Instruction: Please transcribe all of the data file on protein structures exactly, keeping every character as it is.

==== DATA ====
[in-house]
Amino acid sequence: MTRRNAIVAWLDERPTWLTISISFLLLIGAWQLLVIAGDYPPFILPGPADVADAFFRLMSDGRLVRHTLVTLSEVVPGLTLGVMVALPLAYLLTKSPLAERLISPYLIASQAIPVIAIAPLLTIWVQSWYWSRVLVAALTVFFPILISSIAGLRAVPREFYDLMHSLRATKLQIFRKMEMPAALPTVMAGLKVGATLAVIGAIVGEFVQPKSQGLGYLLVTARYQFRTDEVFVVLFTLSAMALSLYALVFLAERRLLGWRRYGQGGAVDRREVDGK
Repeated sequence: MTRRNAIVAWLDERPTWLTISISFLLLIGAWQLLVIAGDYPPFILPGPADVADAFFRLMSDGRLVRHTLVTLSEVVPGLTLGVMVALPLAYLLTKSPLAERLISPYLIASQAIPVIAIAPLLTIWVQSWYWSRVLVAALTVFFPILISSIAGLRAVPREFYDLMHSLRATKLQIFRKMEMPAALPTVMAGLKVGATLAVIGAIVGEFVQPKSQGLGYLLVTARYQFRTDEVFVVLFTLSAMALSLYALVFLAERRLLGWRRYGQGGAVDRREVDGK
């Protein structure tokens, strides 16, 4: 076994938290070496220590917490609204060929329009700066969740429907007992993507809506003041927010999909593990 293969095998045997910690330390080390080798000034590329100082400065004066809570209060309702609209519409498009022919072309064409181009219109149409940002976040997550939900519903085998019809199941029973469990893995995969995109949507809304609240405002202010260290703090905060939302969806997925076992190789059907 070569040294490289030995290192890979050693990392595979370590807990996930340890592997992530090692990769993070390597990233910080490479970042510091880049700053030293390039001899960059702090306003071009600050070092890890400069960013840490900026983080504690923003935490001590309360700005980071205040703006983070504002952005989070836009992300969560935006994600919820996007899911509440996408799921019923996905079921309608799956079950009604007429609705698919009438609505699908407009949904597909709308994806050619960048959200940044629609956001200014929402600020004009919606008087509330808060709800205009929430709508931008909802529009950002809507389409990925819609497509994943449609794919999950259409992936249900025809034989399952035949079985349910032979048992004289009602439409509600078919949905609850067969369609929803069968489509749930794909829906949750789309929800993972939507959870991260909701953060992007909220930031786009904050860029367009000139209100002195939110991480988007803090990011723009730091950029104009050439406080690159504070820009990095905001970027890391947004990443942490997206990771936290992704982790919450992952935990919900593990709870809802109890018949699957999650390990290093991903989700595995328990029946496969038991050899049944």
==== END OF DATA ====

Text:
[in-house]
Amino acid sequence: MTRRNAIVAWLDERPTWLTISISFLLLIGAWQLLVIAGDYPPFILPGPADVADAFFRLMSDGRLVRHTLVTLSEVVPGLTLGVMVALPLAYLLTKSPLAERLISPYLIASQAIPVIAIAPLLTIWVQSWYWSRVLVAALTVFFPILISSIAGLRAVPREFYDLMHSLRATKLQIFRKMEMPAALPTVMAGLKVGATLAVIGAIVGEFVQPKSQGLGYLLVTARYQFRTDEVFVVLFTLSAMALSLYALVFLAERRLLGWRRYGQGGAVDRREVDGK
Repeated sequence: MTRRNAIVAWLDERPTWLTISISFLLLIGAWQLLVIAGDYPPFILPGPADVADAFFRLMSDGRLVRHTLVTLSEVVPGLTLGVMVALPLAYLLTKSPLAERLISPYLIASQAIPVIAIAPLLTIWVQSWYWSRVLVAALTVFFPILISSIAGLRAVPREFYDLMHSLRATKLQIFRKMEMPAALPTVMAGLKVGATLAVIGAIVGEFVQPKSQGLGYLLVTARYQFRTDEVFVVLFTLSAMALSLYALVFLAERRLLGWRRYGQGGAVDRREVDGK
């Protein structure tokens, strides 16, 4: 076994938290070496220590917490609204060929329009700066969740429907007992993507809506003041927010999909593990 293969095998045997910690330390080390080798000034590329100082400065004066809570209060309702609209519409498009022919072309064409181009219109149409940002976040997550939900519903085998019809199941029973469990893995995969995109949507809304609240405002202010260290703090905060939302969806997925076992190789059907 070569040294490289030995290192890979050693990392595979370590807990996930340890592997992530090692990769993070390597990233910080490479970042510091880049700053030293390039001899960059702090306003071009600050070092890890400069960013840490900026983080504690923003935490001590309360700005980071205040703006983070504002952005989070836009992300969560935006994600919820996007899911509440996408799921019923996905079921309608799956079950009604007429609705698919009438609505699908407009949904597909709308994806050619960048959200940044629609956001200014929402600020004009919606008087509330808060709800205009929430709508931008909802529009950002809507389409990925819609497509994943449609794919999950259409992936249900025809034989399952035949079985349910032979048992004289009602439409509600078919949905609850067969369609929803069968489509749930794909829906949750789309929800993972939507959870991260909701953060992007909220930031786009904050860029367009000139209100002195939110991480988007803090990011723009730091950029104009050439406080690159504070820009990095905001970027890391947004990443942490997206990771936290992704982790919450992952935990919900593990709870809802109890018949699957999650390990290093991903989700595995328990029946496969038991050899049944």